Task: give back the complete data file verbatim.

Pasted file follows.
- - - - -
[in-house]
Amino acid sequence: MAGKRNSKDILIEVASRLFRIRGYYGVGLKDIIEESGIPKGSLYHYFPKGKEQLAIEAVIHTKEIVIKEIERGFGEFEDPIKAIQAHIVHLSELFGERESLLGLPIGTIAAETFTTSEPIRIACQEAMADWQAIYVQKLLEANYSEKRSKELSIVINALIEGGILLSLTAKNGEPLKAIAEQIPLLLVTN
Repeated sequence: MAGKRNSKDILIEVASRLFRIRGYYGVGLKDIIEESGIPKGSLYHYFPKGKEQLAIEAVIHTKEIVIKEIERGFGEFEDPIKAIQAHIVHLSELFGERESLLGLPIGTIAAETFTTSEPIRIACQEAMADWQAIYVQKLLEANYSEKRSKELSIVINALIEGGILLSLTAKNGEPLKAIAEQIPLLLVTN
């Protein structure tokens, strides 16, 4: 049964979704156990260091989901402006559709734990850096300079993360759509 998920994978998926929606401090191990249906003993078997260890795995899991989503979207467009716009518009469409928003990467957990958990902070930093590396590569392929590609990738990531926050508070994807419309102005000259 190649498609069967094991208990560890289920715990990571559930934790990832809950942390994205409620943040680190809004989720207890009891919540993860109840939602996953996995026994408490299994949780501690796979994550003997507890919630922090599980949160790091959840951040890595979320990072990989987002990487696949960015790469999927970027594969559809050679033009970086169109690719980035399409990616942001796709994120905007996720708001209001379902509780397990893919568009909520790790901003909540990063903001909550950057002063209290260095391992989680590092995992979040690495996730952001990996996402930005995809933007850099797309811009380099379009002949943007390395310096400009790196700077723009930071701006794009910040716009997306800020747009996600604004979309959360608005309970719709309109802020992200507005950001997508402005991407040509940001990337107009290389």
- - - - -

[in-house]
Amino acid sequence: MAGKRNSKDILIEVASRLFRIRGYYGVGLKDIIEESGIPKGSLYHYFPKGKEQLAIEAVIHTKEIVIKEIERGFGEFEDPIKAIQAHIVHLSELFGERESLLGLPIGTIAAETFTTSEPIRIACQEAMADWQAIYVQKLLEANYSEKRSKELSIVINALIEGGILLSLTAKNGEPLKAIAEQIPLLLVTN
Repeated sequence: MAGKRNSKDILIEVASRLFRIRGYYGVGLKDIIEESGIPKGSLYHYFPKGKEQLAIEAVIHTKEIVIKEIERGFGEFEDPIKAIQAHIVHLSELFGERESLLGLPIGTIAAETFTTSEPIRIACQEAMADWQAIYVQKLLEANYSEKRSKELSIVINALIEGGILLSLTAKNGEPLKAIAEQIPLLLVTN
């Protein structure tokens, strides 16, 4: 049964979704156990260091989901402006559709734990850096300079993360759509 998920994978998926929606401090191990249906003993078997260890795995899991989503979207467009716009518009469409928003990467957990958990902070930093590396590569392929590609990738990531926050508070994807419309102005000259 190649498609069967094991208990560890289920715990990571559930934790990832809950942390994205409620943040680190809004989720207890009891919540993860109840939602996953996995026994408490299994949780501690796979994550003997507890919630922090599980949160790091959840951040890595979320990072990989987002990487696949960015790469999927970027594969559809050679033009970086169109690719980035399409990616942001796709994120905007996720708001209001379902509780397990893919568009909520790790901003909540990063903001909550950057002063209290260095391992989680590092995992979040690495996730952001990996996402930005995809933007850099797309811009380099379009002949943007390395310096400009790196700077723009930071701006794009910040716009997306800020747009996600604004979309959360608005309970719709309109802020992200507005950001997508402005991407040509940001990337107009290389």